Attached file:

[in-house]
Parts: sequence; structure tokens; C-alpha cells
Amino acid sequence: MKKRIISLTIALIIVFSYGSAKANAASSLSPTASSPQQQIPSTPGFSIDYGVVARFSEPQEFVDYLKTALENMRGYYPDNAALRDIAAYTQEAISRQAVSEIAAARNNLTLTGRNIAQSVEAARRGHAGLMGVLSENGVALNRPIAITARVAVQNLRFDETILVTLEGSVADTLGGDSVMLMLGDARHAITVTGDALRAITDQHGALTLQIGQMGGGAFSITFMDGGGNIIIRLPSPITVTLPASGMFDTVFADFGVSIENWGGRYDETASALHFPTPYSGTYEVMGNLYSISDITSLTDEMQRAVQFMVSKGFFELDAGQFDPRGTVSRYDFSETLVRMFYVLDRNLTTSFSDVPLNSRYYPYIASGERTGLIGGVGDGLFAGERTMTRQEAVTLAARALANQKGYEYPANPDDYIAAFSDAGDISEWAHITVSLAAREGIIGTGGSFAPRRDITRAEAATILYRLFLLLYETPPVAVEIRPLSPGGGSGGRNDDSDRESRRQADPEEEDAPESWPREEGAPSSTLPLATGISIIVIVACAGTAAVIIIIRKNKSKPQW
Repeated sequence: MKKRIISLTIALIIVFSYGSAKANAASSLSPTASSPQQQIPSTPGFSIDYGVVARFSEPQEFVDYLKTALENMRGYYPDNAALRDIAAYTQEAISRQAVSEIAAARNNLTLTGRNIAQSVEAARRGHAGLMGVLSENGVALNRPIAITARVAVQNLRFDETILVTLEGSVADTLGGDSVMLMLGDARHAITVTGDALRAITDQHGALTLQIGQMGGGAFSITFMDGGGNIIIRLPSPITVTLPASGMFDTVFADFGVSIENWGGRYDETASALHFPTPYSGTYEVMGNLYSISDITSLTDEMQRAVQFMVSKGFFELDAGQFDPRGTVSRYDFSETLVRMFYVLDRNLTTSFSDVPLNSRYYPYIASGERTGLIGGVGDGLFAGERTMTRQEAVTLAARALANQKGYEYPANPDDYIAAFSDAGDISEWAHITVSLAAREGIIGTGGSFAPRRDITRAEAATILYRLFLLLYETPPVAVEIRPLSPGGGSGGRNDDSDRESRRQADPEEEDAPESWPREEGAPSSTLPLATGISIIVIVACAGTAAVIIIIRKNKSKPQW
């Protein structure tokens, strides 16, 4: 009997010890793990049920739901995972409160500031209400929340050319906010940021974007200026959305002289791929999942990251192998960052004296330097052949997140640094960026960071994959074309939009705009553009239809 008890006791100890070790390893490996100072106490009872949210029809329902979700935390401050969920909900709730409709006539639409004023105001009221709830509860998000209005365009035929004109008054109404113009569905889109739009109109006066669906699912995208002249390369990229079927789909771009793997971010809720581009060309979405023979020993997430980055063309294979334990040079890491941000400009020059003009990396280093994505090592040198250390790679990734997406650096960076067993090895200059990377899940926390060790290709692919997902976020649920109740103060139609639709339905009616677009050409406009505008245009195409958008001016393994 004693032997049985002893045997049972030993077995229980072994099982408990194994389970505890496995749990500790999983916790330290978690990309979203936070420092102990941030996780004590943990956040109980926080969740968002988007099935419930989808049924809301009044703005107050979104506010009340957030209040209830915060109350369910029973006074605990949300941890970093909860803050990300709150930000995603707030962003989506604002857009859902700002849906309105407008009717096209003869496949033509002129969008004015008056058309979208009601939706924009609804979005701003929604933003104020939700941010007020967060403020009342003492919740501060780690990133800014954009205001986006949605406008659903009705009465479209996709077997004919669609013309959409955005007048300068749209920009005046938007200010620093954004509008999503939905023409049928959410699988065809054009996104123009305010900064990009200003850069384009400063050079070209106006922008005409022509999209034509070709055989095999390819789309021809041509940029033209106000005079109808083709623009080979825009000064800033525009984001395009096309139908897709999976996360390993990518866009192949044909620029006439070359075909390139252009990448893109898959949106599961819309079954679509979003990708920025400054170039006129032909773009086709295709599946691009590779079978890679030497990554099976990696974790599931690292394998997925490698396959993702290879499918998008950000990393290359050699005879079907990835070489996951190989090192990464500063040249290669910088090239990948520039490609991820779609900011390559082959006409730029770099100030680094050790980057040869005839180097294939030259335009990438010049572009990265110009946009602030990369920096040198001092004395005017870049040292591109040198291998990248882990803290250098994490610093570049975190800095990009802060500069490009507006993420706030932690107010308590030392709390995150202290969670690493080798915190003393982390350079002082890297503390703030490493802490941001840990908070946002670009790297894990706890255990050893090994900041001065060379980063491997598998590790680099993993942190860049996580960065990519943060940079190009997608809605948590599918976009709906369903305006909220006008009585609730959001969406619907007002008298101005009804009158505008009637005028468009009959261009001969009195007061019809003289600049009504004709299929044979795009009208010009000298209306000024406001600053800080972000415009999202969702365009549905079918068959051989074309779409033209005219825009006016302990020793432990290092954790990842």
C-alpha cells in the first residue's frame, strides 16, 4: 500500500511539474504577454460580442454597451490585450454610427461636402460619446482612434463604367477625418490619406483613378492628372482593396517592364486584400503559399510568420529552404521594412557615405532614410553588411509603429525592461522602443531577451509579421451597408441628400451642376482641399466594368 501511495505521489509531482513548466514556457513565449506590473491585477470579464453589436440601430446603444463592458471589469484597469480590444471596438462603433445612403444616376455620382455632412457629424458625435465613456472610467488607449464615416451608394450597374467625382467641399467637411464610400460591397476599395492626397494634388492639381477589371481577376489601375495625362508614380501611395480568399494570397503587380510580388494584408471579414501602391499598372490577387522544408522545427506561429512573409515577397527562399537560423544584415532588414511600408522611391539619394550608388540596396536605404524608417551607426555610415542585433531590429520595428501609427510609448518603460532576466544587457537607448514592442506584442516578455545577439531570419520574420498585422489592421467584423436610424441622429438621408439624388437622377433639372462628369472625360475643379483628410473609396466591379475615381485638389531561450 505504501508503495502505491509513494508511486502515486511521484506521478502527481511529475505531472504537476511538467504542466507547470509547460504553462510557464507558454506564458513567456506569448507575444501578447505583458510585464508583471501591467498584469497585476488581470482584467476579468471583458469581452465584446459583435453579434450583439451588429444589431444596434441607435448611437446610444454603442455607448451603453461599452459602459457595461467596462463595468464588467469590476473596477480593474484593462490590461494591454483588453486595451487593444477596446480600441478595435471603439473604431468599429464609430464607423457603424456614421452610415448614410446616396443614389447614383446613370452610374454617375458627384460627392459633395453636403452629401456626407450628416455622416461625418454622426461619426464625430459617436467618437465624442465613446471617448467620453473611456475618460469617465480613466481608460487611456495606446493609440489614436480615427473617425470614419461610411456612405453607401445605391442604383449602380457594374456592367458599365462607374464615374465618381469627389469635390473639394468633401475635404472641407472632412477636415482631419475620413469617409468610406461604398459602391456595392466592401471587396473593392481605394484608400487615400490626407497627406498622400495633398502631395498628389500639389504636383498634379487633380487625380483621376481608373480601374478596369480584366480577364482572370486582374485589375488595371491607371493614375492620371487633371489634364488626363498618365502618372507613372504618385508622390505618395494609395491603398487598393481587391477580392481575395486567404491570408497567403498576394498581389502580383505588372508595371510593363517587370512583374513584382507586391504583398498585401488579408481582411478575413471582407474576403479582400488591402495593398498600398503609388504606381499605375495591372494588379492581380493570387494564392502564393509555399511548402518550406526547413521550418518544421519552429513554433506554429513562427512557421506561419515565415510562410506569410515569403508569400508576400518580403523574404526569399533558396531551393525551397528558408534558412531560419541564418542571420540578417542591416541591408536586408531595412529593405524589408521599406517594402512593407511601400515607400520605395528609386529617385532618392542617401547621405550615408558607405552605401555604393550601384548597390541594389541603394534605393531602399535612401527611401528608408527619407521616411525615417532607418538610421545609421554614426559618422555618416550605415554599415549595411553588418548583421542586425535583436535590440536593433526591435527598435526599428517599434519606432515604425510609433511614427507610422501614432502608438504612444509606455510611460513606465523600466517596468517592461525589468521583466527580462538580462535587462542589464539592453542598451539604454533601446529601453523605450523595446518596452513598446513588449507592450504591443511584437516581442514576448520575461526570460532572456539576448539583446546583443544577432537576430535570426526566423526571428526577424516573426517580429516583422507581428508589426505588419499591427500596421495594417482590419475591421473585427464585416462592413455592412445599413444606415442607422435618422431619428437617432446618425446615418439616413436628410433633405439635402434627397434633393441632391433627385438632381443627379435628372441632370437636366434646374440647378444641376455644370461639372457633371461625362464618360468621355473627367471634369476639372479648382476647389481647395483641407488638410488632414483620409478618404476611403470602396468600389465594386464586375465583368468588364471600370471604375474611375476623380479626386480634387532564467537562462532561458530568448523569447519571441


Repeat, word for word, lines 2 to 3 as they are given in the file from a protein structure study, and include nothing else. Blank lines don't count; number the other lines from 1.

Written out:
Parts: sequence; structure tokens; C-alpha cells
Amino acid sequence: MKKRIISLTIALIIVFSYGSAKANAASSLSPTASSPQQQIPSTPGFSIDYGVVARFSEPQEFVDYLKTALENMRGYYPDNAALRDIAAYTQEAISRQAVSEIAAARNNLTLTGRNIAQSVEAARRGHAGLMGVLSENGVALNRPIAITARVAVQNLRFDETILVTLEGSVADTLGGDSVMLMLGDARHAITVTGDALRAITDQHGALTLQIGQMGGGAFSITFMDGGGNIIIRLPSPITVTLPASGMFDTVFADFGVSIENWGGRYDETASALHFPTPYSGTYEVMGNLYSISDITSLTDEMQRAVQFMVSKGFFELDAGQFDPRGTVSRYDFSETLVRMFYVLDRNLTTSFSDVPLNSRYYPYIASGERTGLIGGVGDGLFAGERTMTRQEAVTLAARALANQKGYEYPANPDDYIAAFSDAGDISEWAHITVSLAAREGIIGTGGSFAPRRDITRAEAATILYRLFLLLYETPPVAVEIRPLSPGGGSGGRNDDSDRESRRQADPEEEDAPESWPREEGAPSSTLPLATGISIIVIVACAGTAAVIIIIRKNKSKPQW